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  1. #53
    Join Date
    Dec 2006
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    Vancouver, B.C.
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    Quote Originally Posted by BBeerme View Post
    I would just beat on it with a 2 by 4. And if that didn't work, I would get My sledge hammer out and beat it until the fuses blew. Then quote a new compressor.
    LOL, Back in my early days I recall being on the phone with tech support about a scroll compressor that was failing to pump on startup of a new unit. It’s hard to forget a conversation like the one I had with this fellow. After checking everything over he told me to hold on for a bit while he disconnects his voice recorder because he didn’t want to be heard of the procedure he was going to ask me to do. He comes back and says

    “sir, is there a large blunt object near you like a 2x4 or something like that? I want you to take that 2x4 and beat on the top of that compressor with a good amount of force”...

    Well, space was limited so I couldn’t hit it as hard as I wanted to and I wanted to hit it hard at that point! We ended up getting a new compressor to install. I always wondered if I maybe just didn’t beat on it hard enough... maybe it would have worked... or not. At least I had fun


    Sent from my iPhone using Tapatalk
    Quickly, I must hurry, for there go my people and I am their leader!

  2. #54
    Join Date
    Mar 2015
    Location
    Medford, N.Y.
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    Quote Originally Posted by TechmanTerry View Post
    Just one more thing that IDK about. Why is an unloader used on a digital Scroll when the digital part controls/matches the comp load from 100% down to 10%???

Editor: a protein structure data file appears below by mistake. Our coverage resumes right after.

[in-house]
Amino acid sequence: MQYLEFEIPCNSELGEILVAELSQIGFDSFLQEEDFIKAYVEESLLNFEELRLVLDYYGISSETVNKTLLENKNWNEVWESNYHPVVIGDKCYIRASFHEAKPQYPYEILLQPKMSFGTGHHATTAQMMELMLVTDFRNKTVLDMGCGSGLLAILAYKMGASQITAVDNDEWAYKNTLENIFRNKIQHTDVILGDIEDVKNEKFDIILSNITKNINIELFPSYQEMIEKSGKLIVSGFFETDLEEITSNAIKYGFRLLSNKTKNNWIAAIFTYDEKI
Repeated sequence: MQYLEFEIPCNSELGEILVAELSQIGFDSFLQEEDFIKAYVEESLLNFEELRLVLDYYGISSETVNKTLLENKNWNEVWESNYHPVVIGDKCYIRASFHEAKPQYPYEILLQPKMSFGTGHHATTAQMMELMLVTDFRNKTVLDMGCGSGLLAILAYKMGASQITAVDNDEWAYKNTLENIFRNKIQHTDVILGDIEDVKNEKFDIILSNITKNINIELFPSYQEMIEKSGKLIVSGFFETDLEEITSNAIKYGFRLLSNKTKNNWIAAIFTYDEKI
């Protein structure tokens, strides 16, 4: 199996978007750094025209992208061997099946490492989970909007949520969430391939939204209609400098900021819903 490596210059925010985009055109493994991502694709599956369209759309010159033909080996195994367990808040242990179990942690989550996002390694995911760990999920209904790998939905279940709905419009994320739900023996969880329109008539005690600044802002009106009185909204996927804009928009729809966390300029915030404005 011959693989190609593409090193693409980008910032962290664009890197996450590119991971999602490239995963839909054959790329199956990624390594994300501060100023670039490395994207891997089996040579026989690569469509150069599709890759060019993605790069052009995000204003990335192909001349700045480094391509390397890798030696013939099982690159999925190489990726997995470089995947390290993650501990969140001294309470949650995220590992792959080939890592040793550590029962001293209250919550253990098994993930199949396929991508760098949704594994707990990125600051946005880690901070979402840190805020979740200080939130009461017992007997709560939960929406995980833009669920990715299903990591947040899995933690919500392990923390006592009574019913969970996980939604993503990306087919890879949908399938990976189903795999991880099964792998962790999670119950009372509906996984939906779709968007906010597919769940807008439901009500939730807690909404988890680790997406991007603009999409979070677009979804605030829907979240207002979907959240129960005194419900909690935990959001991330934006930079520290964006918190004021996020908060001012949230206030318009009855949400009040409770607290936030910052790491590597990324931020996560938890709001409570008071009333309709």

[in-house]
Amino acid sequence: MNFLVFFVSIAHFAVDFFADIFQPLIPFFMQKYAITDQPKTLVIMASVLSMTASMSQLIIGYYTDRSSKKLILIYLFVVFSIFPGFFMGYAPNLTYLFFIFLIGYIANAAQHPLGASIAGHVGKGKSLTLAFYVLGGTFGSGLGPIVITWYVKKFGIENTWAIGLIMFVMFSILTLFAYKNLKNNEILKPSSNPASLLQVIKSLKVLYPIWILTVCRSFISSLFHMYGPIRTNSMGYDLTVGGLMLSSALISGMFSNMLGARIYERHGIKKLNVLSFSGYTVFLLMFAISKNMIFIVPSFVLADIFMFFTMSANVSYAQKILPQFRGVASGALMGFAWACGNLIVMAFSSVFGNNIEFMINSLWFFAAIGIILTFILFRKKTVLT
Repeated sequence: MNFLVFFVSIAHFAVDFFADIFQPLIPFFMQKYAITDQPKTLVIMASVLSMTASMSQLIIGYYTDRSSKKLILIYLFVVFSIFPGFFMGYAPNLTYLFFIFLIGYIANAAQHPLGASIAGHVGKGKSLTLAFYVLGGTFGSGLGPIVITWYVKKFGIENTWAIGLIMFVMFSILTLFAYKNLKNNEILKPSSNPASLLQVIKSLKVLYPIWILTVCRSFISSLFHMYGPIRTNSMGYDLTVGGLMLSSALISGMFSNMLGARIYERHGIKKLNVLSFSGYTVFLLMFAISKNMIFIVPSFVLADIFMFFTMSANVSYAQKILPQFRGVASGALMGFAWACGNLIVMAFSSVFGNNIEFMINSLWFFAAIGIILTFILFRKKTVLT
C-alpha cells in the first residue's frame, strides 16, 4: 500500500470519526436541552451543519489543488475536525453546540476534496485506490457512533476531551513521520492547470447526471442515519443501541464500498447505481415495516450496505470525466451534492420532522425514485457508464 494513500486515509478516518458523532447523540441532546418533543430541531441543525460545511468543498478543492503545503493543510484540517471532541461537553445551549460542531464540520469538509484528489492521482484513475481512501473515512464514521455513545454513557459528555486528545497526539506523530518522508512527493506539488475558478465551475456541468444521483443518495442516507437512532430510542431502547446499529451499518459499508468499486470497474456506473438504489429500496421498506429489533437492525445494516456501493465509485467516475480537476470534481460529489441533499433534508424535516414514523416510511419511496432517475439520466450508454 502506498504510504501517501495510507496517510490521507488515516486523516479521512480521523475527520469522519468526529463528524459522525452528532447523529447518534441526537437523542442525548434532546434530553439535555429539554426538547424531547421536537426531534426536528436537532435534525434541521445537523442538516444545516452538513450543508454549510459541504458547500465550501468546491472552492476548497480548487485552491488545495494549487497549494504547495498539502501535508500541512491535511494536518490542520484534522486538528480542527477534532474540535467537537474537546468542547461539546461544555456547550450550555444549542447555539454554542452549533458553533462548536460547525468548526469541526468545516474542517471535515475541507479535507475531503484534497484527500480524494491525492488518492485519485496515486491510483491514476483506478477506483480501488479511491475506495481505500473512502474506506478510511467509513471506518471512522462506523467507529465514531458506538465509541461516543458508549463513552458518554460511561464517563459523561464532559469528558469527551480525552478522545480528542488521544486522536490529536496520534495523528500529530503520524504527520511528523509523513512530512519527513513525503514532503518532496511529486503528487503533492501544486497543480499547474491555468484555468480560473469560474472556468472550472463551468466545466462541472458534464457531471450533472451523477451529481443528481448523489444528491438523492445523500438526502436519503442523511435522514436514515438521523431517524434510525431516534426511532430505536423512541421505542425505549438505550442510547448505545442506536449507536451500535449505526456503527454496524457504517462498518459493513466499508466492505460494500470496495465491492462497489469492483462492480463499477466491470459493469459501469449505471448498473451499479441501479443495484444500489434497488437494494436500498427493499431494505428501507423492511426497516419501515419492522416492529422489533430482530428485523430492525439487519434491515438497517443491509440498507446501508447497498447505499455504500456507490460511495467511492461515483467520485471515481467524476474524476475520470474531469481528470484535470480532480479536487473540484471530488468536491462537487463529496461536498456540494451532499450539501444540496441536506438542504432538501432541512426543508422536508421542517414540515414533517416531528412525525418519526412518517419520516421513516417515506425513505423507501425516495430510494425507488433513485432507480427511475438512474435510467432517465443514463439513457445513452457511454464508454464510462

rimide, whatca got for info????

  3. #55
    Join Date
    Nov 2011
    Location
    East Side
    Posts
    7,492
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    I like to reverse the wires, install as high rated capacitor as I have...300-400’s are good...and beat the crap out of them. Then hit the go button! LOL!

    Had a cap blow up once. That was exciting!

  4. #56
    Join Date
    Aug 2006
    Posts
    3,380
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    First Compressor I ever installed, wouldn’t run. Got a Senior tech out there, open windings. He was there for the second compressor. When I pulled it off his truck, it seemed heavier, and it was. Something Was certainly missing, from inside the tin can. Had an Brand new Ice Machine, Compressor Ran, but wasn’t pumping. We bought another Ice Machine. A factory rep. Came out to look at it, they didn’t take the Rubber Plug out of the suction line. Replaced a Roto-Lock Compressor in a Trane, it sounded a little different, but I had to hurry and get off the roof due to a storm. The lights dimmed while I was getting my ticket signed, decided to take a look as the storm was bypassing us. Compressor was locked up solid. Went the next day, we replaced the compressor, another storm blows up. I wedged the compressor in the back of my van, but couldn’t find the Roto-Caps, compressor dumps over. Figured I’d have a huge mess, there wasn’t a drop of oil in the compressor. No it wasn’t in the system, it was shipped dry.
    Retired, after 43 Years

  5. #57
    Join Date
    Mar 2018
    Location
    Kansas Flatlands
    Posts
    438
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    Quote Originally Posted by Poodle Head Mikey View Post
    Now granted; I have not seen Everything - but I have never even heard of a 100uf motor run capacitor.

    I would call Copeland and make very sure that is correct.

    Or post the compressor model number and I'll do it for you - I have their app on my phone.

    PHM
    --------
    So now I gotta get 100uf for the truck? Never seen one. Running backwards or is it 2 compressors with a broken scroll? Do ya got another tech to go confirm your findings?

  6. #58
    Join Date
    Apr 2020
    Location
    Garner NC
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    471
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    I have only heard stories that a scroll compressor running backwards doesn’t pump and makes a lot of noise..I’ve only heard worn scroll compressors make noise like a really bad engine rod knock at high rpm ..they should be reasonably quiet in operation..